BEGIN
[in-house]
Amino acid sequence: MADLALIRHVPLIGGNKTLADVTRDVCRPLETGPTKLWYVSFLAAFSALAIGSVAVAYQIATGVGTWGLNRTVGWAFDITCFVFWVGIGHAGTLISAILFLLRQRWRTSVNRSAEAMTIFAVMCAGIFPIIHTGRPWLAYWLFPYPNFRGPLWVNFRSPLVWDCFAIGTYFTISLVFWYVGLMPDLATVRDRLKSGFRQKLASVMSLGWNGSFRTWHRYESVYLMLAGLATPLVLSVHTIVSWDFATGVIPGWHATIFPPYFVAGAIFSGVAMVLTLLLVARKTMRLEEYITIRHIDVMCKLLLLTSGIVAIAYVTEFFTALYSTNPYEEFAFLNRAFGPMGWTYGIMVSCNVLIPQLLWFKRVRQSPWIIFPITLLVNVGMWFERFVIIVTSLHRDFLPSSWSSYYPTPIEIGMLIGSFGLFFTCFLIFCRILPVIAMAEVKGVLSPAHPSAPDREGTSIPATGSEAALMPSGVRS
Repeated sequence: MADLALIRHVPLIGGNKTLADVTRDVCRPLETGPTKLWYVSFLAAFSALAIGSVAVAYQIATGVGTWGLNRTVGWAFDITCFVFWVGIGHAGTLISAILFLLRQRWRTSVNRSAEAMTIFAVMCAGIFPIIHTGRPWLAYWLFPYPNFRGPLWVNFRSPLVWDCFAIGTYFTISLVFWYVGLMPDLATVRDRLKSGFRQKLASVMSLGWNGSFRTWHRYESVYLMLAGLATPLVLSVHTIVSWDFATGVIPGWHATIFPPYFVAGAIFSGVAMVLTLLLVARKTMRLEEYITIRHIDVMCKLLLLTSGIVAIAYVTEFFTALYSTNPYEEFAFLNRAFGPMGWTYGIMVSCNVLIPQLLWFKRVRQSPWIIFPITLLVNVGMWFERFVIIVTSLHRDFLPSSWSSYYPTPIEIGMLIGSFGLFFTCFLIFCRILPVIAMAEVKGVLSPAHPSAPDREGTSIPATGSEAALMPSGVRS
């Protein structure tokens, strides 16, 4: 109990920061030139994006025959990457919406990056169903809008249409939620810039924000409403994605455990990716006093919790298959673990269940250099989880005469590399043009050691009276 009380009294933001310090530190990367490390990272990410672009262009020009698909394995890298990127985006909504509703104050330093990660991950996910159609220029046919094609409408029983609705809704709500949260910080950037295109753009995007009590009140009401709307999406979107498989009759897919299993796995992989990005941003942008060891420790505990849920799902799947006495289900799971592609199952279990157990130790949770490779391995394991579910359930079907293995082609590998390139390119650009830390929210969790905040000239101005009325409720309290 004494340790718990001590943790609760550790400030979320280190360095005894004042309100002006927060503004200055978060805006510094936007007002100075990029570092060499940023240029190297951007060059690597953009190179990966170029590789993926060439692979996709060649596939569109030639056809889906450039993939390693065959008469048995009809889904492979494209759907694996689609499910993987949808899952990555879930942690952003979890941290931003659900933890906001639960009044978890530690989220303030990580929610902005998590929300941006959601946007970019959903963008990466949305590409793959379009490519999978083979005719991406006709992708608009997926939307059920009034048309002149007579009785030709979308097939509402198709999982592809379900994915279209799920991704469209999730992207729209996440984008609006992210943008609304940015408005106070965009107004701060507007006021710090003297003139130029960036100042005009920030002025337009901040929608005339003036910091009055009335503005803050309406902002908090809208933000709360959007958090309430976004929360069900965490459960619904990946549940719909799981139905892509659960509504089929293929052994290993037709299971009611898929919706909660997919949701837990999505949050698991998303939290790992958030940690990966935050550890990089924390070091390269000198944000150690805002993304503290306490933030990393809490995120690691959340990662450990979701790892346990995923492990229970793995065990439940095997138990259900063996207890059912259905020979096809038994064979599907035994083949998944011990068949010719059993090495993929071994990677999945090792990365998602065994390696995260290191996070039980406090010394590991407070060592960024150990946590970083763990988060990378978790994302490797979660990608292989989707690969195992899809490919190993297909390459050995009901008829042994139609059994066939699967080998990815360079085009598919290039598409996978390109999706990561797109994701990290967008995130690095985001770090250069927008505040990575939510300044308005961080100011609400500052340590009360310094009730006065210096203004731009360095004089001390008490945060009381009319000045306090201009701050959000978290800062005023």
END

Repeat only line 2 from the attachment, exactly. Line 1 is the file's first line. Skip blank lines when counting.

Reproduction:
Amino acid sequence: MADLALIRHVPLIGGNKTLADVTRDVCRPLETGPTKLWYVSFLAAFSALAIGSVAVAYQIATGVGTWGLNRTVGWAFDITCFVFWVGIGHAGTLISAILFLLRQRWRTSVNRSAEAMTIFAVMCAGIFPIIHTGRPWLAYWLFPYPNFRGPLWVNFRSPLVWDCFAIGTYFTISLVFWYVGLMPDLATVRDRLKSGFRQKLASVMSLGWNGSFRTWHRYESVYLMLAGLATPLVLSVHTIVSWDFATGVIPGWHATIFPPYFVAGAIFSGVAMVLTLLLVARKTMRLEEYITIRHIDVMCKLLLLTSGIVAIAYVTEFFTALYSTNPYEEFAFLNRAFGPMGWTYGIMVSCNVLIPQLLWFKRVRQSPWIIFPITLLVNVGMWFERFVIIVTSLHRDFLPSSWSSYYPTPIEIGMLIGSFGLFFTCFLIFCRILPVIAMAEVKGVLSPAHPSAPDREGTSIPATGSEAALMPSGVRS